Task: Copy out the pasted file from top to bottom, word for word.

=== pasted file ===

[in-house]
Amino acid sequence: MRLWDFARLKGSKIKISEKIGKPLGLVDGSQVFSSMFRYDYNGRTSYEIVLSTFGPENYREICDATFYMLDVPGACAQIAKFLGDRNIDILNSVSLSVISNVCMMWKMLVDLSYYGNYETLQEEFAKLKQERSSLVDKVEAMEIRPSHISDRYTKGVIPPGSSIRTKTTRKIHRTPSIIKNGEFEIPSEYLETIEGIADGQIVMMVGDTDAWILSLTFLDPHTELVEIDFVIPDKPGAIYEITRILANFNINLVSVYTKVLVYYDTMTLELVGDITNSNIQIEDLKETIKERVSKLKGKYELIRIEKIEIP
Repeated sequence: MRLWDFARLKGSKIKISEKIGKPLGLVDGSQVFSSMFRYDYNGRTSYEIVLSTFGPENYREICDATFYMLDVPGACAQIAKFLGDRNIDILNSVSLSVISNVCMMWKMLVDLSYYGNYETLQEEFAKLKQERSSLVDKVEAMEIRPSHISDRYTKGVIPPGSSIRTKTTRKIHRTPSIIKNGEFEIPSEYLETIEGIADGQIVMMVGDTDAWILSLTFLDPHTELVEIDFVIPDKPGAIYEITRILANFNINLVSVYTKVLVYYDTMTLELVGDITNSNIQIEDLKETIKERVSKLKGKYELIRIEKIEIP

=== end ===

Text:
[in-house]
Amino acid sequence: MRLWDFARLKGSKIKISEKIGKPLGLVDGSQVFSSMFRYDYNGRTSYEIVLSTFGPENYREICDATFYMLDVPGACAQIAKFLGDRNIDILNSVSLSVISNVCMMWKMLVDLSYYGNYETLQEEFAKLKQERSSLVDKVEAMEIRPSHISDRYTKGVIPPGSSIRTKTTRKIHRTPSIIKNGEFEIPSEYLETIEGIADGQIVMMVGDTDAWILSLTFLDPHTELVEIDFVIPDKPGAIYEITRILANFNINLVSVYTKVLVYYDTMTLELVGDITNSNIQIEDLKETIKERVSKLKGKYELIRIEKIEIP
Repeated sequence: MRLWDFARLKGSKIKISEKIGKPLGLVDGSQVFSSMFRYDYNGRTSYEIVLSTFGPENYREICDATFYMLDVPGACAQIAKFLGDRNIDILNSVSLSVISNVCMMWKMLVDLSYYGNYETLQEEFAKLKQERSSLVDKVEAMEIRPSHISDRYTKGVIPPGSSIRTKTTRKIHRTPSIIKNGEFEIPSEYLETIEGIADGQIVMMVGDTDAWILSLTFLDPHTELVEIDFVIPDKPGAIYEITRILANFNINLVSVYTKVLVYYDTMTLELVGDITNSNIQIEDLKETIKERVSKLKGKYELIRIEKIEIP